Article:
Tax Planning Starts With Understanding Tax Brackets
In order to reduce taxes, you must understand how the tax brackets work. If you’re not sure, first view the 2013 tax rates.
Here’s a quick primer; an example for married couples filing jointly (2013 rates):
- Every dollar of taxable income between 0 and $17,850 is taxed at a 10% rate.
- Every dollar between $17,851 and $72,500 is taxed at 15%.
- Every dollar of taxable income over $72,501 and up to $146,500 is taxed at 25%.
Next, Put Together a Tax Projection
Once you understand how the tax brackets work, you must do a tax projection before the end of each year. This projection is an estimate of what you think your taxable income will be. This estimate is necessary for you to determine which strategies will work best for you.
If your taxable income will be $72k or higher, read on to find ways to drain income from the top brackets. If your taxable income will be $72k or lower, read below to learn why you want to be sure to fill up the bottom tax brackets.
Taxable Income Over $72k - Drain Income From The Top Tax Brackets
High income filers want to find ways to drain income from the top tax brackets.
Example: Using the tax brackets at the top of this article, if you had $82,500 of taxable income, the top $10,000 of that income will be taxed at 25%. You will pay $2,500 of tax on that $10,000 of income.
Use the following ideas to shift income to a lower bracket:
- Rearrange your investments to reduce taxable income. You want investments that generate interest income inside retirement accounts, and investments that generate capital gains and losses outside of retirement accounts.
- Take less money from retirement accounts in years where other sources of income are higher.
- Realize capital losses to offset capital gains.
- For high income earners, make deductible contributions to retirement plans. This makes great sense if you fall in the 33% or 35% tax bracket. Why? Most likely when you retire, and begin taking withdrawals, your tax bracket will be lower, in the 15% to 28% range. If you can deduct money today at 35%, and pay tax later at 15%, that results in big savings.
- Bundle expenses to maximize itemized deductions.
- Increase retirement plan contributions as limits rise. Each October the IRS announces the new contribution limits for 401ks, IRAs, and other retirement plans. Check the 2012 contribution limits, and be sure to adjust your payroll contributions to put the maximum amount into your plans.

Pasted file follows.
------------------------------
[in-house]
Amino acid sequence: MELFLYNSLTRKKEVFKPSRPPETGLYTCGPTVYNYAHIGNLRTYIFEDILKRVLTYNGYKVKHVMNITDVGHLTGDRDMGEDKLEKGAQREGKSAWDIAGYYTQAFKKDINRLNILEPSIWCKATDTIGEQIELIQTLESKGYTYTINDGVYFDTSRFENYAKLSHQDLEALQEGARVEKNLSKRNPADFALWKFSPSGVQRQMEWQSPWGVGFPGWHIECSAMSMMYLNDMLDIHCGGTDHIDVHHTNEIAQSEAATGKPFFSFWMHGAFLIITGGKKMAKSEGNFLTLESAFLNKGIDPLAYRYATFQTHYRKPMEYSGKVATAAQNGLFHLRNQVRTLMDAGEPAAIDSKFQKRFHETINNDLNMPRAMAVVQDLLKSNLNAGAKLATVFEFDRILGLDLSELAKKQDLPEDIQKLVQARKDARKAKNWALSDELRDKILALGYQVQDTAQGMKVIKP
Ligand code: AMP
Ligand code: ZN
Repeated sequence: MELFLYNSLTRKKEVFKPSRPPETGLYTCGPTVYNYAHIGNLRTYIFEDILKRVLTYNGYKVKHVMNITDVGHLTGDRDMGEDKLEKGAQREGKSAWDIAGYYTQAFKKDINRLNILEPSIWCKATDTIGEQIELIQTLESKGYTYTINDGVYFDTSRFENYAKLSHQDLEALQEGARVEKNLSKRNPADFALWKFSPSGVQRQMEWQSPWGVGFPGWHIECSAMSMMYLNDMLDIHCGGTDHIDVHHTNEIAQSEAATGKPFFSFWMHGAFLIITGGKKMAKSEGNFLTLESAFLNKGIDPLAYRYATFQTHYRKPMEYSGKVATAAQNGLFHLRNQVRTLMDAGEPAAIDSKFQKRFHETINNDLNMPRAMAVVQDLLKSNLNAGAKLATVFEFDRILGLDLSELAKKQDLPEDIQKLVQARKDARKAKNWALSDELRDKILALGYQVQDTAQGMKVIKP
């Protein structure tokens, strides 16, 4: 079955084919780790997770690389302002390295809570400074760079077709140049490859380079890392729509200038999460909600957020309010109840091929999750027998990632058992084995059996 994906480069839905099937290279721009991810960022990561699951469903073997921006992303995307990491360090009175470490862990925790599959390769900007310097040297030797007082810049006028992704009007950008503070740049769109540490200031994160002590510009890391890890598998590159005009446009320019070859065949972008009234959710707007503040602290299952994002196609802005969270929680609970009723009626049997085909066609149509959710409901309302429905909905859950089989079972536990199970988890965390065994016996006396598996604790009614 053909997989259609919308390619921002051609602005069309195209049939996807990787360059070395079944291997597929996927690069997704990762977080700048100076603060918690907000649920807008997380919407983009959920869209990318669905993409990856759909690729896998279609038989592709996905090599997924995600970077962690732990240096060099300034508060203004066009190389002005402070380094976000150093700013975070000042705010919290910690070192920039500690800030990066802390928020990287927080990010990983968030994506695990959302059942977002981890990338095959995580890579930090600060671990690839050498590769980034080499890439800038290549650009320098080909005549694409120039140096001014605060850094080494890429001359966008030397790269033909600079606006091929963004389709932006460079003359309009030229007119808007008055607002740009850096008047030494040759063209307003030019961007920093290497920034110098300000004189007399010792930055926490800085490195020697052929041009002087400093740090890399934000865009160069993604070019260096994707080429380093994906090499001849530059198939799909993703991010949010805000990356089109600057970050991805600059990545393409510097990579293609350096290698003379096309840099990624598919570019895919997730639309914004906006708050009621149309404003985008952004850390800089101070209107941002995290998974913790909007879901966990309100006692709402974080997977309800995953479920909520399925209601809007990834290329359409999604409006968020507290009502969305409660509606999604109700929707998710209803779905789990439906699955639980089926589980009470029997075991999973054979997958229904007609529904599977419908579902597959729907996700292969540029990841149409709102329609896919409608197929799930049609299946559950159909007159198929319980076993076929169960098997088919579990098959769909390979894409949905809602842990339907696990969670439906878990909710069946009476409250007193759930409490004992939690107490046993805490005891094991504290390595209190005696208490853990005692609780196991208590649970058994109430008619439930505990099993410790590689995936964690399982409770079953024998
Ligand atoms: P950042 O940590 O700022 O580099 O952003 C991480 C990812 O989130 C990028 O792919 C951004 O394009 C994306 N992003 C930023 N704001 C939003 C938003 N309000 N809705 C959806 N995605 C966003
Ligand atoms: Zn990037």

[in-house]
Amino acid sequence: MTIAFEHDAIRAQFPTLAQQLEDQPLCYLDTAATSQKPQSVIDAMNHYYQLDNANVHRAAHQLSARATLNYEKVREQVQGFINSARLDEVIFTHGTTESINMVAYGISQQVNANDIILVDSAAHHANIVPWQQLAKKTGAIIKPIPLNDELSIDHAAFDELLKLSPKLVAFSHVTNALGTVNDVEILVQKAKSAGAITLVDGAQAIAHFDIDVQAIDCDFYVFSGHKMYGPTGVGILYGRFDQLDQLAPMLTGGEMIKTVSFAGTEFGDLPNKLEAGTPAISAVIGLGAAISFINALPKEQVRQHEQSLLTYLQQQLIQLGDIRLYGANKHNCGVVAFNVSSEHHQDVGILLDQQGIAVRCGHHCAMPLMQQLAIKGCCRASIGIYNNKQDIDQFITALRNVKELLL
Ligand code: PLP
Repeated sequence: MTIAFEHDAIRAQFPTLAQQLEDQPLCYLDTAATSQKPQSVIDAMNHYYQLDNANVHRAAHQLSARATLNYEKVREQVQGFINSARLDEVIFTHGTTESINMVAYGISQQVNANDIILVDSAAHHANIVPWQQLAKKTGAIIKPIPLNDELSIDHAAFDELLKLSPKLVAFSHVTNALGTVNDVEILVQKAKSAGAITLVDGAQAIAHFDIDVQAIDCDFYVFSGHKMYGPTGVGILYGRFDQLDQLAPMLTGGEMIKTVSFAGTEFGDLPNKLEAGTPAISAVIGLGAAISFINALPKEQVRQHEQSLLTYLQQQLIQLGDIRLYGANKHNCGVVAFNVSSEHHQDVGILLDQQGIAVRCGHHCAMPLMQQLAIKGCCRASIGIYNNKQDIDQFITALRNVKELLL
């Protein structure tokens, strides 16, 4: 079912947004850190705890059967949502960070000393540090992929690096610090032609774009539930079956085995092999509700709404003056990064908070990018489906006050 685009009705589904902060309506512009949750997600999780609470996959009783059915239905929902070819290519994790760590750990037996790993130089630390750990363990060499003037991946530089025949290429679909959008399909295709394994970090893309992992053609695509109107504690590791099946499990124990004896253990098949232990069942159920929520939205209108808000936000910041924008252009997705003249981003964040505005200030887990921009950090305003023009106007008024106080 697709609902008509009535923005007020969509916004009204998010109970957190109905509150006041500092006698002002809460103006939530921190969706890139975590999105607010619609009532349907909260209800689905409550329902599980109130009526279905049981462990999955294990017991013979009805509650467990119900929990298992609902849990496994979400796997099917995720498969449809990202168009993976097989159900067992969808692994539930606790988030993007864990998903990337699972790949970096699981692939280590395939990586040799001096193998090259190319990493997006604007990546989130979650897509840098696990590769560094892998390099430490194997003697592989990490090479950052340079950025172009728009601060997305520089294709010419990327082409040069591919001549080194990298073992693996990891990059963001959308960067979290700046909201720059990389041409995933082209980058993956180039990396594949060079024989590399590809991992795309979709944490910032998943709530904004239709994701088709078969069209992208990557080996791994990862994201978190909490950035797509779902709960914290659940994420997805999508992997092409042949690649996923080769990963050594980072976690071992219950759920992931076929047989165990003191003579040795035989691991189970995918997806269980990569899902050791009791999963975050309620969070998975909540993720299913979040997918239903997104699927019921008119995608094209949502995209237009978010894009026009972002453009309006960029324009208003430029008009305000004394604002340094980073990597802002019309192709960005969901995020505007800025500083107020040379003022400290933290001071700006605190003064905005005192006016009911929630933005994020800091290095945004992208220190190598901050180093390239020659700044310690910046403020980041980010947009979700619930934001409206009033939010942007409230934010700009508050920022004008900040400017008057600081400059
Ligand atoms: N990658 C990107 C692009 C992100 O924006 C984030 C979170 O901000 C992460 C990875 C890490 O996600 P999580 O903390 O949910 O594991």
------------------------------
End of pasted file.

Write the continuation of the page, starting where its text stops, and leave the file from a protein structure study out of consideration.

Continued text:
- In 2012, for example, the 401(k) contribution limit for those age 50 and older is $22,500.
Taxable Income Less Than $70k - Fill Up The Bottom Tax Brackets
- Perhaps you should not contribute to a deductible retirement account. Instead fund a ROTH IRA, or make ROTH contributions to your 401k plan.
- Use low income years to take IRA withdrawals and pay little to no tax. See details about this tax planning strategy below.
- Consider converting your IRA account, or a portion of it, to a ROTH IRA.
In years where your taxable income will be low, ROTH IRA or ROTH 401k contributions make sense.
Example: A real estate agent I know routinely made annual tax deductible contributions to her 401k plan. At the end of a slow year, we looked at her tax situation and realized she would be in a low tax bracket that year.
It made no sense for her to make a deductible contribution to save 10% in tax now, only to make withdrawals ten years from now, and pay tax at a projected 15% rate then. So she contributed to a ROTH IRA instead of making deductible contributions to her 401k plan.For Those Age 59 ½ Or Older, Use Low Income Years To Take IRA Withdrawals
After adding up itemized deductions, such as mortgage interest and health care expenses, some retirees have more deductions than income. In years where this occurs, this can be a great opportunity to withdraw funds from retirement accounts and pay tax at only the 10% or 15% rate.
Instead, many retirees follow conventional wisdom, and let tax deferred accounts grow until they are forced to take required minimum distributions at age 70 ½.
If you wait until age 70 ½, the required minimum distribution may be large enough that the extra income than shifts you into the 25% tax bracket.
By taking withdrawals in years where taxable income is low, you can potentially avoid paying an extra 10%-15% tax on withdrawals later down the road.
For additional details read When Tax Deferred Accounts Can Hurt You.